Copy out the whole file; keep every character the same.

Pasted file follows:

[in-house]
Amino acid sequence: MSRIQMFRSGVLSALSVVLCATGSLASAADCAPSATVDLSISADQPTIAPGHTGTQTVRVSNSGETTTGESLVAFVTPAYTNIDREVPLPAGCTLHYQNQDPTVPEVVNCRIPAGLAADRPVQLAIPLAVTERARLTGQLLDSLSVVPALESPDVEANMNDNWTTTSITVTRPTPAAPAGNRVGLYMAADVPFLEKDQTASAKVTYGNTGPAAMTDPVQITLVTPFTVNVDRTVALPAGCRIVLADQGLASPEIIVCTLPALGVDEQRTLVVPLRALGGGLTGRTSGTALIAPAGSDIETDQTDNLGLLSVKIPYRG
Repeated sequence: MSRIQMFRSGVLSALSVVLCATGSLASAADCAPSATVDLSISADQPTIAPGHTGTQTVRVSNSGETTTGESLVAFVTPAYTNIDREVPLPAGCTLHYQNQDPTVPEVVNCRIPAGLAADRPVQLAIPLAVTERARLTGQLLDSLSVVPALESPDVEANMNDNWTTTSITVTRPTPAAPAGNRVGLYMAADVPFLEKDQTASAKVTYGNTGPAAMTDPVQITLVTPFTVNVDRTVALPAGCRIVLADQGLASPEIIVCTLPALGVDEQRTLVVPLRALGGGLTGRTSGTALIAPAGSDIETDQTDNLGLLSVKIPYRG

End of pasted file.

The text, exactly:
[in-house]
Amino acid sequence: MSRIQMFRSGVLSALSVVLCATGSLASAADCAPSATVDLSISADQPTIAPGHTGTQTVRVSNSGETTTGESLVAFVTPAYTNIDREVPLPAGCTLHYQNQDPTVPEVVNCRIPAGLAADRPVQLAIPLAVTERARLTGQLLDSLSVVPALESPDVEANMNDNWTTTSITVTRPTPAAPAGNRVGLYMAADVPFLEKDQTASAKVTYGNTGPAAMTDPVQITLVTPFTVNVDRTVALPAGCRIVLADQGLASPEIIVCTLPALGVDEQRTLVVPLRALGGGLTGRTSGTALIAPAGSDIETDQTDNLGLLSVKIPYRG
Repeated sequence: MSRIQMFRSGVLSALSVVLCATGSLASAADCAPSATVDLSISADQPTIAPGHTGTQTVRVSNSGETTTGESLVAFVTPAYTNIDREVPLPAGCTLHYQNQDPTVPEVVNCRIPAGLAADRPVQLAIPLAVTERARLTGQLLDSLSVVPALESPDVEANMNDNWTTTSITVTRPTPAAPAGNRVGLYMAADVPFLEKDQTASAKVTYGNTGPAAMTDPVQITLVTPFTVNVDRTVALPAGCRIVLADQGLASPEIIVCTLPALGVDEQRTLVVPLRALGGGLTGRTSGTALIAPAGSDIETDQTDNLGLLSVKIPYRG